I completely agree that the police should not have shot the homeless man and that there were many other ways to go about that. That was the most extreme thing that they could have done and it was not called for. The fact that BART shut off cell coverage was ridiculous. They had no right to take that away from the people. Plus I think it was ineffective since protests will happen anyway even if there are no mobile ways to communicate so there was really no reason for this to happen. Also, while I think that exposing peoples’ names and information was maybe not the best way to handle the situation I do agree with X when he said that how else were people going to know for sure that it was so easy to break BART’s security. The hard evidence was necessary and while some might argue it was against everyones’ privacy, I think it was effective.

  • Lan Nguyen says:

    BART is in weak standing in this battle.
    First, history incidents have put doubt on BART’s statements since BART police attacked 2-3 people within a year and there were no transparency in the evidence that BART used to support their stance. Multiple incidents raised a question in validity of BART’s argument. Would it be reasonable to have that many attacks toward BART police? Even if granted it is reasonable, people will question what BART police does to make people attempt to bring them down.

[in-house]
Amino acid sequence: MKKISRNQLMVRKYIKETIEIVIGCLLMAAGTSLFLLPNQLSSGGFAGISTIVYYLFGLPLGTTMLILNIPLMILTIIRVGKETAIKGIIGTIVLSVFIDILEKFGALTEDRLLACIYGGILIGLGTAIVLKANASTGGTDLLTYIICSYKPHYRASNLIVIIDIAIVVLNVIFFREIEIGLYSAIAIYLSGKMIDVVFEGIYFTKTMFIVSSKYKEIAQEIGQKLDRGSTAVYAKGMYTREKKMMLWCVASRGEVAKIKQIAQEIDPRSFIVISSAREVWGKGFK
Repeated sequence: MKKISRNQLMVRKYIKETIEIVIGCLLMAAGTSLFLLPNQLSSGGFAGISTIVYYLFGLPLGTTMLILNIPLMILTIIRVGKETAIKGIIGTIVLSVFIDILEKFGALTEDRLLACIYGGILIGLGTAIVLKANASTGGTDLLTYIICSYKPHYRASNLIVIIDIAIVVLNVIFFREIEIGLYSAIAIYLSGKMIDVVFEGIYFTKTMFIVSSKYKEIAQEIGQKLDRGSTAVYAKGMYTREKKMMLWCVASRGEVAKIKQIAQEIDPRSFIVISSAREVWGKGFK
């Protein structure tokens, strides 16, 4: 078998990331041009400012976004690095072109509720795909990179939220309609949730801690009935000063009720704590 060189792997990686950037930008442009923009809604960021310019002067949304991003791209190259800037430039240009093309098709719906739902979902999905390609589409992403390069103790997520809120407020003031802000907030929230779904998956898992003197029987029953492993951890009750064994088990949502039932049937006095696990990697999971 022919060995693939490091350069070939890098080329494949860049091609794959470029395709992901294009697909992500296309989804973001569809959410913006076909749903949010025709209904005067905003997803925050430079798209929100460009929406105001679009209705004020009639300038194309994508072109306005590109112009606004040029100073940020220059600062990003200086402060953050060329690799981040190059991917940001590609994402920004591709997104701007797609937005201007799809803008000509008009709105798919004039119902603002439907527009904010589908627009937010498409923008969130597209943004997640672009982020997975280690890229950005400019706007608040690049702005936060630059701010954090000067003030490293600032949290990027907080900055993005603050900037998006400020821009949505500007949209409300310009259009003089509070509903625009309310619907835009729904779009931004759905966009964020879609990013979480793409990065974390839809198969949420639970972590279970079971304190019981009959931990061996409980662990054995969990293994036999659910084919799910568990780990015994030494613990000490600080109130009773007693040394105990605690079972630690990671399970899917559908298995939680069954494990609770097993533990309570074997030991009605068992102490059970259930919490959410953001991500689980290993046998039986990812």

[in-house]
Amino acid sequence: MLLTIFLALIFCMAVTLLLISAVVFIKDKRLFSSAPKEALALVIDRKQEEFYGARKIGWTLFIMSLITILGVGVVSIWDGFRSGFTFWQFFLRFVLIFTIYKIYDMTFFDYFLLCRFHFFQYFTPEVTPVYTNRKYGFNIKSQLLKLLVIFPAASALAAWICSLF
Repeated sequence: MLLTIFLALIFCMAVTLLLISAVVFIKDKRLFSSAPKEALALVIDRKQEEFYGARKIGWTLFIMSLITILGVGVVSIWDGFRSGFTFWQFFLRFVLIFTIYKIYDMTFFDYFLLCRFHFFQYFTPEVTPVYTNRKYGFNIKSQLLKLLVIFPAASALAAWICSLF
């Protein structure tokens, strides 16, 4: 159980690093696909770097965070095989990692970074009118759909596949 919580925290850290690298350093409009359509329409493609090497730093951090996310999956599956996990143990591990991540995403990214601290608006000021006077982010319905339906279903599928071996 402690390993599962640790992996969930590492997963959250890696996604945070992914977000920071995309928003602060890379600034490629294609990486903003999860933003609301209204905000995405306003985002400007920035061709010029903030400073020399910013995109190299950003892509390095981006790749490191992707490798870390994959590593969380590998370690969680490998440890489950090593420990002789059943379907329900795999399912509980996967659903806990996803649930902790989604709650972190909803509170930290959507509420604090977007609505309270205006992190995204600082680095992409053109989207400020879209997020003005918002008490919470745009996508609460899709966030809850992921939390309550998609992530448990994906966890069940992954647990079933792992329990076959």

Second, the movement to shut down cellphone access in the subway system is overboard. Cellphone is one of the most popular technology devices which is served the purpose of communication, entertainment, information, etc.
    Cellphone could be denied for a legitimate reason. For example: when I go to the pre-screening of a movie, all the camera devices are denied due to copyright safety. However, the reason BART provided is not legitimate “to protect public safety”.